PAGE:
Syria’s civil war doesn’t have two clearly defined sides. Hundreds of opposition groups have taken up arms against the Assad government—and sometimes each other. The conflict has also become a proxy war for countries including the United States, Russia, Iran, and Turkey. Not to mention the Kurds, Hezbollah, and ISIS. Here are the main players you need to know:
President Bashar al-Assad’s regime has used everything from torture to chemical weapons to fend off the rebellion sparked in 2011. It has also gotten a boost from Russia and Iran as well as Hezbollah and pro-regime militias.
Russia and Syria have been allies since the Cold War. In 2015, Russia officially intervened with troops and airstrikes aimed at opposition groups. It has blocked international action against Assad by vetoing UN Security Council proposals. As many as 2,500 Russian mercenaries with the private military company Wagner are reportedly fighting in Syria.
Iran, a long-standing ally of the Assad regime, has deployed the elite Islamic Revolutionary Guard Corps in Syria, provided weapons and intelligence to the government, and sent Pakistani and Afghan mercenaries to fight in pro-Assad militias.
Turkey has backed the Syrian opposition since the beginning of the conflict, and its troops have fought alongside the Free Syrian Army. It has conducted airstrikes against ISIS as well as Kurdish forces. It currently occupies part of northwestern Syria.
In 2011, the Obama administration called for Assad to step down. The CIA provided training and weapons to anti-government fighters until 2017, when President Trump suspended the program and dropped the call for Assad’s resignation. As ISIS spread in Syria and Iraq, the United States responded with airstrikes, special forces troops, and support for Kurdish-led forces. It also heads the international coalition targeting ISIS. Trump has repeatedly said that US troops will come home quickly once ISIS has been crushed.
Since 2014, the United States has led the Global Coalition to Defeat ISIS, a group of 79 countries that includes much of Europe as well as Turkey, Saudi Arabia, Qatar, Iraq, and six other Middle Eastern nations.
While they don’t always see eye to eye, these oil-rich monarchies have poured billions into aiding and arming the Syrian opposition, while private citizens have quietly funded Nusra and jihadist groups.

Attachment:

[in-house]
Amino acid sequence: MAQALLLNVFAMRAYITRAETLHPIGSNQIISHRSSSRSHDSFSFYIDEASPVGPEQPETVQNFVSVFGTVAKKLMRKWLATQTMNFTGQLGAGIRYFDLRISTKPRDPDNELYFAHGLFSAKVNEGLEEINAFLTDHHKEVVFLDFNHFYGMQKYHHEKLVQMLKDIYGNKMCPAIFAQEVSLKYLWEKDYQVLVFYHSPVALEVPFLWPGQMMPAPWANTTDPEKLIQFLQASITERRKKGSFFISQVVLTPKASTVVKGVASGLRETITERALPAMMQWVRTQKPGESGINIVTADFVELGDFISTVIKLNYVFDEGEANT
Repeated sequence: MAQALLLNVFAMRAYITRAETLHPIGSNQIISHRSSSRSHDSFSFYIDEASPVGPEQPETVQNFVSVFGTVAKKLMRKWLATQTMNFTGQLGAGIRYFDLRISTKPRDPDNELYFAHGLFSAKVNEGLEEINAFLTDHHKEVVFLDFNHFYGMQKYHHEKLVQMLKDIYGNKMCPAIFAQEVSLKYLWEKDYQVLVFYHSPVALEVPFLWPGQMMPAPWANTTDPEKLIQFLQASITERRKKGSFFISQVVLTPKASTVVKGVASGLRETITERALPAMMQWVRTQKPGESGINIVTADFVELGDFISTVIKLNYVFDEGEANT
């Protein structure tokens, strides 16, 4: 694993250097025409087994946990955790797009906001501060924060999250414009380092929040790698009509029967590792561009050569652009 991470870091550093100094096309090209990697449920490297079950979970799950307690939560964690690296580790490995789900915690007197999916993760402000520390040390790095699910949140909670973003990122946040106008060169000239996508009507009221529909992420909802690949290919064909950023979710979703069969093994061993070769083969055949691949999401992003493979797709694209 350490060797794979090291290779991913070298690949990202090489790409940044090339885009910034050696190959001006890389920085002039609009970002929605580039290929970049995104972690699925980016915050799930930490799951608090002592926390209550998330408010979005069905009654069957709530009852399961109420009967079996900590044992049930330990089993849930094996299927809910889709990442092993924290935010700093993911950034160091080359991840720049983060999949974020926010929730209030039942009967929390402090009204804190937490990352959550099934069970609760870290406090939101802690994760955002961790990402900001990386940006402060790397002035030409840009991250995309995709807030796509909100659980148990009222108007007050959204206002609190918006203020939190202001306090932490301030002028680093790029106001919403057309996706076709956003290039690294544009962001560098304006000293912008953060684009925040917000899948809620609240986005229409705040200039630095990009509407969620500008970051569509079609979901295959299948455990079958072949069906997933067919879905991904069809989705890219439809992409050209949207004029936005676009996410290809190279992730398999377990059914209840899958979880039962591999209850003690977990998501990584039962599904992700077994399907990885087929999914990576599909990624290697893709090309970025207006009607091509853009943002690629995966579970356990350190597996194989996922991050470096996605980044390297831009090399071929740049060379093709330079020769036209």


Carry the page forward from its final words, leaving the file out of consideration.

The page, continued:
Iraq, which has conducted airstrikes on ISIS inside Syria, may play a larger role in the fight if the US withdraws.
Israel, which has occupied the Golan Heights since 1967, has launched airstrikes on Iranian targets, Hezbollah, and other militias in Syria. In 2018, Israel’s intelligence minister said it had taken military action in Syria more than 200 times.
This Shiite political party and militant group formed in 1985 to oppose Israel’s occupation of Lebanon. Hezbollah has long used Syria as a conduit for military support from Iran, its main patron. Its fighters have battled Sunni opposition groups like the FSA, aided by Russian forces.
Founded in 2011 by Syrian army defectors, the FSA is an umbrella of rebel groups opposed to the Assad regime. Its many factions have at times pursued conflicting political and military aims, and it has lost much of its relevance as the government has retaken its strongholds like Aleppo and Homs.
Jabhat al-Nusra was founded in 2011 under the direction of Al Qaeda in Iraq leader Abu Bakr al-Baghdadi. The Nusra Front quickly integrated itself into the wider Syrian opposition. It split with Baghdadi after the creation of ISIS in 2013. In 2016, Nusra announced that it had severed ties with Al Qaeda. It is now known as Hay’at Tahrir al-Sham.
Formed by Baghdadi in 2013, ISIS sought to create a caliphate in the swath of territory it occupied in Syria and Iraq. By early 2019, ISIS had been almost entirely defeated in Syria, but militants throughout the Middle East and North Africa still claim allegiance to it.
Recently supported by the United States and allied with Russia until 2018, the SDF is a coalition of Kurdish and Arab militias led by the Kurdish People’s Protection Units (YPG), primarily focused on fighting ISIS and defending the Democratic Federation of Northern Syria.
The PYD founded Rojava, the semi-autonomous, Kurdish-majority region of northeastern Syria. It is an offshoot of the Kurdistan Workers’ Party (PKK), the militant nationalist party founded by Abdullah Öcalan, who is serving a life sentence in a Turkish prison. Turkey considers the PKK a terrorist group.
The YPG is the military arm of the PYD and leads the US-backed SDF. The YPJ is the PYD’s all-women militia. Both fought against ISIS in northern Syria and in the campaign to take Raqqa, the Islamic State’s de facto Syrian capital.
Listen to “Behind the Lines,” a Mother Jones Podcast series. Shane Bauer reports from Syria on America’s role in one of the 21st century’s bloodiest conflicts. Episode One takes you to the former ISIS stronghold of Raqqa, where forensic teams conduct the harrowing work of uncovering thousands of bodies from the rubble.